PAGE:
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Hurling roots, learning from Wilkinson and O'Gara - the unlikely rise of Tipp football attacker

Kevin O’Halloran’s rise has been meteoric.

Image: Ryan Byrne/INPHO

BEFORE THE 2015 Munster U21 football final, Kevin O’Halloran had never started a competitive game for Tipperary.

He hails from Portroe in the hurling heartland of North Tipperary, a club that has produced an All-Ireland winning hurling boss in Liam Sheedy and an Allstar hurling goalkeeper in Darren Gleeson.

O’Halloran has never played an adult football game for his club, Portroe have only entered a junior football side for the first time this year.

And that’s all to facilitate O’Halloran, an attacker who has enjoyed a meteoric rise to be a key component of the Tipperary forward line that will contest next Sunday’s Munster senior final in Killarney.

He was plucked straight from left field to make his Tipperary football mark.

“It’s not your usual underage footballer coming up along,” admits O’Halloran.

“I had a club game last year with Portroe in north Tipperary which wouldn’t be known for its footballing skills.

“But we played Shannon Rovers the same day and things kind of went my way. I got a good few scores and kicked a few frees

“The chairman of the supporters club was over the team at the time and he was asking Joe (Hannigan) if ‘young O’Halloran was in with the (U21) footballers’.

“Joe was like, ‘No, he’s not’. He was like, ‘you want to get onto the management to have a look at him’ so Joe rang me on a Tuesday evening at 6.40 wanting to know if I could go down for training at 7.30 below in Thurles.

“Thurles would be 40 minutes away from me and I said, ‘Joe, I’ll never make training tonight, I’ll be late. I don’t want to be late my first night at training’.

“He said, ‘Put me onto your father, so’. I put him onto my father and he said, ‘Joe will pick you up in Nenagh in 10 minutes’. So Joe picked me up and he had me in training below in Thurles at 7.45. The rest took off from there since.”

O’Halloran’s scoring totals demonstrate his prowess.

Tipperary U21 2015

  • Munster U21 final v Cork – (0-6, 0-5 frees)
  • All-Ireland semi-final v Dublin – (0-4, 0-3 frees)
  • All-Ireland final v Tyrone – (0-6, 0-5 frees)

Tipperary senior 2016

  • Munster quarter-final v Waterford – (0-2, 0-2 frees)
  • Munster semi-final v Cork – (0-7, 0-3 frees, 0-2 ’45)

2016 Electric Ireland GAA Minor Championships Launch Kevin O'Halloran at the launch of the 2016 Electric Ireland GAA minor championships. Source: Ramsey Cardy/SPORTSFILE

His freetaking prowess has been a valuable weapon for Tipperary to draw upon and he points to both soccer and rugby influences for aiding his technique.

“It’s just technique that I’ve worked on. I’ve read a few books, I’ve listened to a few rugby lads.

“I played a lot of soccer in goals, so (it was a) short run-up and getting the ball down the field.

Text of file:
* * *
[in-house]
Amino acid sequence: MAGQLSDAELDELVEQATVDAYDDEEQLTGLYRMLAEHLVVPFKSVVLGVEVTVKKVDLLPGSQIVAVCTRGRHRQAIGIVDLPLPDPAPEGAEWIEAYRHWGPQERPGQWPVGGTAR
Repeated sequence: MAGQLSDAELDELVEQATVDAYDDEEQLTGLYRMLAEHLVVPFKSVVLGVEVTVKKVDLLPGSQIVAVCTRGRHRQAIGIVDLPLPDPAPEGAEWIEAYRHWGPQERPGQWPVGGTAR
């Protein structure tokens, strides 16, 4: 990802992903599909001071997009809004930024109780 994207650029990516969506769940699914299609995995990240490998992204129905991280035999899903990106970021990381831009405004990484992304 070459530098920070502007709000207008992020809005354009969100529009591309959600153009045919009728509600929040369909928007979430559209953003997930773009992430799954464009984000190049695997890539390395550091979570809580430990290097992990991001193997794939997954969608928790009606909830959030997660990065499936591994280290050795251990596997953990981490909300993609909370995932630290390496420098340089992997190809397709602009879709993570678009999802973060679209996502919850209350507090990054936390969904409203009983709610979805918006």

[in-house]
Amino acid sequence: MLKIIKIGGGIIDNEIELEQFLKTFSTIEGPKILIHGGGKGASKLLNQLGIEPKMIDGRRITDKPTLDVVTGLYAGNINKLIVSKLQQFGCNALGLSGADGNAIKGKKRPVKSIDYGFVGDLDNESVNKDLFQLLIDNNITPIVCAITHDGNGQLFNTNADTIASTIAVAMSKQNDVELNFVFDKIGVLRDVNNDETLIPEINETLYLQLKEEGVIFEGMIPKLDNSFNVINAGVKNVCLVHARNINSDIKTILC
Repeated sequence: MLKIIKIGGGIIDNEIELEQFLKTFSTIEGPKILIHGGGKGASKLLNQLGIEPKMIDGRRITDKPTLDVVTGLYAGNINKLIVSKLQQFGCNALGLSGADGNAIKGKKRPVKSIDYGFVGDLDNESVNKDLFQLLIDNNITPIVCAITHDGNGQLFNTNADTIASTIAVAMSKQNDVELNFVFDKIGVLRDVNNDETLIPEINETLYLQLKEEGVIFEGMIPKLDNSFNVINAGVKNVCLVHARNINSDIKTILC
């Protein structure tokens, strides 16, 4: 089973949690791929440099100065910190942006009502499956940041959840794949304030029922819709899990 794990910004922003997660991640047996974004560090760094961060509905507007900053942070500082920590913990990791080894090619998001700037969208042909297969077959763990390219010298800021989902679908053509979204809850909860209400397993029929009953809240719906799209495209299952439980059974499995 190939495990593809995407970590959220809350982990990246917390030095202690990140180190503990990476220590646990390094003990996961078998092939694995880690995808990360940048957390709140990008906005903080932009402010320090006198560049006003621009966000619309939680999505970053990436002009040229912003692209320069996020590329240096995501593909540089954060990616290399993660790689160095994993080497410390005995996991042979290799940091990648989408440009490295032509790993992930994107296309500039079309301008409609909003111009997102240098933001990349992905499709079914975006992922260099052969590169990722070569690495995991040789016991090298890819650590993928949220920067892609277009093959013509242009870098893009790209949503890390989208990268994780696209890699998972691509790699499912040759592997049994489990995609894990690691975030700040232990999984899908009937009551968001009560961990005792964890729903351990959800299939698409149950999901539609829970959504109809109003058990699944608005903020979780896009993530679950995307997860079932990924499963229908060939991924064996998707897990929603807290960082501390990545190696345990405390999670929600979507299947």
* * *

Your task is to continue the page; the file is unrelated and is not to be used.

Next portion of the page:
“I adjusted that a small bit to get more accuracy more so than distance and I found the right technique.

“I’ve read Jonny Wilkinson’s (book), I’ve read Ronan O’Gara’s. I’ve listened to Jonny Sexton a few times on the radio and looked at him in the paper about a few pressure kicks that he’s had.

“You learn from them, lads from experience, the way they block out the pressure on such important kicks. That goes into the memory bank and you bring them out on the days you need them.”

Those skills were utilised expertly when O’Halloran nailed the injury-time ’45 that restored Tipperary’s lead after Cork had wiped out a nine-point advantage in the Munster semi-final.

“It’s like going into a Leaving Cert exam – you have a task in front of you. You have to concentrate on yourself and not everyone around you.

“I just said ‘listen, I have a task here and I have to block out everything that’s going on here at the minute and just get the ball over the bar’.”

Tipperary’s success is all the more admirable after the drain of players they endured earlier in the year.

“The signs weren’t good but we’re like family below in Dr Morris Park when we’re training. There are 30 lads there.

“Lads are after leaving, lads went off to America, lads were choosing hurling but there were positions up for grabs.

“I think everyone upped their game by 20%. They pushed for those places that were up for grabs and it’s after bonding us together even more.

“We went into the Cork match with nothing to lose.”

And O’Halloran has no qualms with the decision of former U21 teammates like Steven O’Brien to pursue a hurling career.

“I consider him one of the best (football) midfielders in the country. As Liam said and we’d all say, the door is always open to anyone who wants to come back to us, which is only right.

“We’re not really a big footbalL county and any player is welcome to come back. We can’t tell them what sport they’ve to play.

“It’s their own mind, it’s what they want to do and we have to support them in what they want to do and where they want to go with their sporting career.”

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Fintan O'Toole

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